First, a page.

fairfax hockeyFairfax Media: A publisher, or an income-support scheme for defamation lawyers?

Christopher Heathcote, whose essay on America’s battle with Civil War statues graces our December edition (subscribe here), writes:

I had to respond to Quadrant Online’s reference to the costly ignorance of defamation law at Fairfax Media mentioned in passing in your most recent Essential Reading item on the refusal by the Age, SMH and the ABC to cover the Russiagate probe’s fall from grace.

When I joined the Age in December, 1989, I was handed an internally produced booklet on how not to defame.  This practical guide explained what one was never to write, that one must never get personal, and how to express criticism.  There was a page in there on what words to use, and cautious phrasing, that was invaluable, and I have used that approach for the rest of my life.

At the time the SMH had just been through the costly court case over Leo Scofield slating a Sydney restaurant for an allegedly overcooked crayfish.  People right through the Fairfax organisation were furious, believing the internally prescribed rules hadn’t been followed when he wrote that he had been served charcoal on a plate, or words to that effect.  This just wasn’t true.  The SMH lost the case and had to pay up.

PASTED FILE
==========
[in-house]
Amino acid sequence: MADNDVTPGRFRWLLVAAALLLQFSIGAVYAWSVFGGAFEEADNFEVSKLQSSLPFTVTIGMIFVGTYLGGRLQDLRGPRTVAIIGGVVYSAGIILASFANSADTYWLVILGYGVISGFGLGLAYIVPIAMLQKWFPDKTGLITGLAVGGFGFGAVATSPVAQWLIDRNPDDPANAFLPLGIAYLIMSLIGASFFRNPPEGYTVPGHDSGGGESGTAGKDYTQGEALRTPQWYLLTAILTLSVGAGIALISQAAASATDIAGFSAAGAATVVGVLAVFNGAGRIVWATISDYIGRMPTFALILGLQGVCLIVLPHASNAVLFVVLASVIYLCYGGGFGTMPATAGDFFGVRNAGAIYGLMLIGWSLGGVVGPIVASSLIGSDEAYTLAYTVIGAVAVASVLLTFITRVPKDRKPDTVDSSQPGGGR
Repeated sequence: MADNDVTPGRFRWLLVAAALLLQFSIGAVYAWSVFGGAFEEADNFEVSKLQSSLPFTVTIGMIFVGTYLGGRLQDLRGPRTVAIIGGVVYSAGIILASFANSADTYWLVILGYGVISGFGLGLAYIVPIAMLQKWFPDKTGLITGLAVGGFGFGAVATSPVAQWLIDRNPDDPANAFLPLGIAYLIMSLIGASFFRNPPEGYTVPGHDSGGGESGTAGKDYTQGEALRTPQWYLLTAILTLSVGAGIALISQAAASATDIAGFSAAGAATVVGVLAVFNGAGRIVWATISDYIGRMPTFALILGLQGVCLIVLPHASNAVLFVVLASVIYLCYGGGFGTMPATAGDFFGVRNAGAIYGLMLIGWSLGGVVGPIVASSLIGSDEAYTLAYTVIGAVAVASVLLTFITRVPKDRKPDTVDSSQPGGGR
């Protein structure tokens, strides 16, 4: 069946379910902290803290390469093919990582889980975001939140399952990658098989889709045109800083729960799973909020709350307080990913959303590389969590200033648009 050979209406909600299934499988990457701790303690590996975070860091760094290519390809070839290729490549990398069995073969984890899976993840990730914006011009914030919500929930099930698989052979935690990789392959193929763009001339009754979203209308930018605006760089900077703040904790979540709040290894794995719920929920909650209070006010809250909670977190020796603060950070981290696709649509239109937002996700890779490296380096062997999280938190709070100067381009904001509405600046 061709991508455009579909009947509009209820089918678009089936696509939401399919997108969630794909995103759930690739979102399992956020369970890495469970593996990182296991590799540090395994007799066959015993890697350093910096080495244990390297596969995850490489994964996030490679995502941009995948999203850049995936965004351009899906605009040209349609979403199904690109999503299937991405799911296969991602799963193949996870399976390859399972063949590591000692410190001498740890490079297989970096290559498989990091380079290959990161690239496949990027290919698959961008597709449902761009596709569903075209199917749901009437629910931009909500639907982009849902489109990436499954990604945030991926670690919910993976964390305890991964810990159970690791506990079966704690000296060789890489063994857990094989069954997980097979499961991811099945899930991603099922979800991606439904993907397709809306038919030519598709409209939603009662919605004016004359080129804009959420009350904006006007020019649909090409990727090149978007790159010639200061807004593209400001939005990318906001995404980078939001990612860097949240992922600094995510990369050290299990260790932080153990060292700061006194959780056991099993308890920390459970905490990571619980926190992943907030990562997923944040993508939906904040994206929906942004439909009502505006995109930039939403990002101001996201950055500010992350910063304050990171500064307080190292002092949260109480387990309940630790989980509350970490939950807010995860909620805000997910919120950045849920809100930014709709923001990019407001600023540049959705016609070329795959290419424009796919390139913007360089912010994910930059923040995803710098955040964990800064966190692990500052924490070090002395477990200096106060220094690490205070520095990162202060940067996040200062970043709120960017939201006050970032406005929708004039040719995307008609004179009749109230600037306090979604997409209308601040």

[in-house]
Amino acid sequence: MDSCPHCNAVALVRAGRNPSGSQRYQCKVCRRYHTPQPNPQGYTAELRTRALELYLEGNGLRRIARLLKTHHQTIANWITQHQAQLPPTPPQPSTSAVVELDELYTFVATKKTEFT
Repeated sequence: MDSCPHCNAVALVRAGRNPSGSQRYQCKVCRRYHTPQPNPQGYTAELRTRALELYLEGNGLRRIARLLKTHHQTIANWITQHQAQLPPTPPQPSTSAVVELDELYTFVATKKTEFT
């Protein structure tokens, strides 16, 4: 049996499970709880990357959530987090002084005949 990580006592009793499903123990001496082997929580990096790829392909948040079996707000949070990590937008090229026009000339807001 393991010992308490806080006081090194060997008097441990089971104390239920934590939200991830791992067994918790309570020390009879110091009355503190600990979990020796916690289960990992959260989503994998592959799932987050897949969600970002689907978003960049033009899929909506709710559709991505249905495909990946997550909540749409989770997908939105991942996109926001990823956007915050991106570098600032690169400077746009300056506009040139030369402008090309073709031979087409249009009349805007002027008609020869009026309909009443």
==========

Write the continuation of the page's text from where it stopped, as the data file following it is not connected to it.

There was a way of expressing written criticism you were to follow, a dictate reporters, columnists, editors and sub-editors carefully observed.  I’d take a copy of the Age and would read through, and would regularly come across a piece here and there using the system to make a strong point without defaming.

But these internal guidelines must have been abandoned in the late 1990s.  I had left the paper by this stage, although as I read the morning’s edition I would see things in print that were strictly forbidden not long before — things that were bordering on defamatory, even sometimes crossing the legal line.  The internal rule booklet had evidently been discarded.  It surprised me that there wasn’t a flood of defamation suits, because the actions would have been successful. The law had not changed.

I recall once reading a mid-week issue and noting four articles that all had grounds for legal action.  And as a former staff member, I could see the paper was sinking in terms of quality writing. Probity and journalistic balance were no longer valued, and the overall tenor of pieces were becoming alarmist, sensationalist, somewhat ratbag.

By the way,  I also followed your Essential Reading item’s link to the Melbourne University journalism course and went through the entire thing, reading unit descriptions.  Did you notice the words “report” and “reporting” are nowhere used?  The stress is all about composing “stories”.  Surely that is what writers of fiction do?

For more on the betrayal of journalism, good sense and legal nous follow this link or the one below for Robert Murray’s recent Quadrant essay on the Age‘s descent into poorly edited irrelevance.

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